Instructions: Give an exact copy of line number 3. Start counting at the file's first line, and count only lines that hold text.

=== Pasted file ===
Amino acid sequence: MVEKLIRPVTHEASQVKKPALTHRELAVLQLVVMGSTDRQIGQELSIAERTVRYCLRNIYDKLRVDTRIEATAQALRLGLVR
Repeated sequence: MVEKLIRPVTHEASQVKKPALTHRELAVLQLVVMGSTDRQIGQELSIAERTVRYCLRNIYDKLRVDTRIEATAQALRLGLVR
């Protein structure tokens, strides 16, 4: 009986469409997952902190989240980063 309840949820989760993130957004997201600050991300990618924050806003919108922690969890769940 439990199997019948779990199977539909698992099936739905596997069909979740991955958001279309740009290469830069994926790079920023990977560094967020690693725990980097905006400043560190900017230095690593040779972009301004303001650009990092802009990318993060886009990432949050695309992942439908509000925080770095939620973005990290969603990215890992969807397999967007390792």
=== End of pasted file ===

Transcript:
């Protein structure tokens, strides 16, 4: 009986469409997952902190989240980063 309840949820989760993130957004997201600050991300990618924050806003919108922690969890769940 439990199997019948779990199977539909698992099936739905596997069909979740991955958001279309740009290469830069994926790079920023990977560094967020690693725990980097905006400043560190900017230095690593040779972009301004303001650009990092802009990318993060886009990432949050695309992942439908509000925080770095939620973005990290969603990215890992969807397999967007390792």